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Sportsmanship
Posted: 07 October 2008 04:08 PM   [ Ignore ]
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Sportsmanship- What does it mean to you ?

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“No man who refuses to bear arms in defense of his nation can give a sound reason why he should be allowed to live in a free country”  T. Roosevelt

“The democracy will cease to exist when you take away from those who are willing to work and give to those who are not.”  Thomas Jefferson”

“History does not long entrust the care of freedom to the weak or the timid” - Gen Eisenhower.

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Posted: 07 October 2008 05:25 PM   [ Ignore ]   [ # 1 ]
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Doing my best.
Being a good loser.
Being a gracious winner.
Helping my opponents have fun.
Being competitive, but friendly.

Following the rules.
Trying to improve, helping others improve.

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44M/ 5’7”/ 153 (damn),  Crossfit DOB 07/14/2008

FIN’S UP

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Posted: 07 October 2008 07:32 PM   [ Ignore ]   [ # 2 ]
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Removing the ego.

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I hate burpees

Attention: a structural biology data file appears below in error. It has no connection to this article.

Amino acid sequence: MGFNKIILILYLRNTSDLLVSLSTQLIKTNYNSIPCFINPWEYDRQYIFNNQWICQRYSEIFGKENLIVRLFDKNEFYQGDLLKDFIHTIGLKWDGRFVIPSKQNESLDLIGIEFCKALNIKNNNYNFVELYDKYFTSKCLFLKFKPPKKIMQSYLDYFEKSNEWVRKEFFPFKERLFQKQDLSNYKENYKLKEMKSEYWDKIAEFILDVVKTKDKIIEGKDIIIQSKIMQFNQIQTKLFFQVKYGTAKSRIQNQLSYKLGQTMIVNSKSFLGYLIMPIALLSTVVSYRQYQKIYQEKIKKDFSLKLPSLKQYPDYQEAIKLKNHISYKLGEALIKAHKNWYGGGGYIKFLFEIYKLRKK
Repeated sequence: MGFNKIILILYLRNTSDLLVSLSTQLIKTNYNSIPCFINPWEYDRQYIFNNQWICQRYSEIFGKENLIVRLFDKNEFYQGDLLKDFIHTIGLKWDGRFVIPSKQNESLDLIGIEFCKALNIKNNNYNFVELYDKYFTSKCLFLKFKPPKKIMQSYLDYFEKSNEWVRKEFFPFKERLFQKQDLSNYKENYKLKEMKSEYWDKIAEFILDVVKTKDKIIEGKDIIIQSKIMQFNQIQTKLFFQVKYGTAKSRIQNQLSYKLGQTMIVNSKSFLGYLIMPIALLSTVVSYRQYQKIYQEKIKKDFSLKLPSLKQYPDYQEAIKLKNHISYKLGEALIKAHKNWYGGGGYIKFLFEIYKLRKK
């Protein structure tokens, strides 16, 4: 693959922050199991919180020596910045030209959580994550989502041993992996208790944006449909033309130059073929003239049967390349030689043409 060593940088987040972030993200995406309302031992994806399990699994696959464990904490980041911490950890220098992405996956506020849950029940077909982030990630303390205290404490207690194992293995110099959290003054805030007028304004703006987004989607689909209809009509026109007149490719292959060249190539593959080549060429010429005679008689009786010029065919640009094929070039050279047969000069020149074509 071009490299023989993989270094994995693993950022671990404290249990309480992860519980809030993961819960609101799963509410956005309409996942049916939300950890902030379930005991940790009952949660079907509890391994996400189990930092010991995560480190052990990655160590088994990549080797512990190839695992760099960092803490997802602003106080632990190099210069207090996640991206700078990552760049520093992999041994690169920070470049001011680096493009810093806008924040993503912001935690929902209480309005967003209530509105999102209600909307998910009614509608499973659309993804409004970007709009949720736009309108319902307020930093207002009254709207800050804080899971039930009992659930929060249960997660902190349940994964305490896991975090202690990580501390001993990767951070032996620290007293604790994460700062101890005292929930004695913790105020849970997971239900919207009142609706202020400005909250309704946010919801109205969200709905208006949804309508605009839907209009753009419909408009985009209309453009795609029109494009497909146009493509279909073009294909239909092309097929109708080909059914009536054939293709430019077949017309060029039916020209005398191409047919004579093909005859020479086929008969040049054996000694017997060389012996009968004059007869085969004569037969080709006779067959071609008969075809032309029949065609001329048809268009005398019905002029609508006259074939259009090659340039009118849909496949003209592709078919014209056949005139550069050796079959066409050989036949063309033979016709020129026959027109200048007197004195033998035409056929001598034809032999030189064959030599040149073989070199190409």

I hate box jumps

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Posted: 07 October 2008 07:41 PM   [ Ignore ]   [ # 3 ]
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Curious
What does removing the ego mean to you ?

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“No man who refuses to bear arms in defense of his nation can give a sound reason why he should be allowed to live in a free country”  T. Roosevelt

“The democracy will cease to exist when you take away from those who are willing to work and give to those who are not.”  Thomas Jefferson”

“History does not long entrust the care of freedom to the weak or the timid” - Gen Eisenhower.

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Posted: 07 October 2008 07:43 PM   [ Ignore ]   [ # 4 ]
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We are using Sportsmanship as part of our Focus work in
CrossFit Kids for the next four weeks…

looking for talking points…different perspectives

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“No man who refuses to bear arms in defense of his nation can give a sound reason why he should be allowed to live in a free country”  T. Roosevelt

“The democracy will cease to exist when you take away from those who are willing to work and give to those who are not.”  Thomas Jefferson”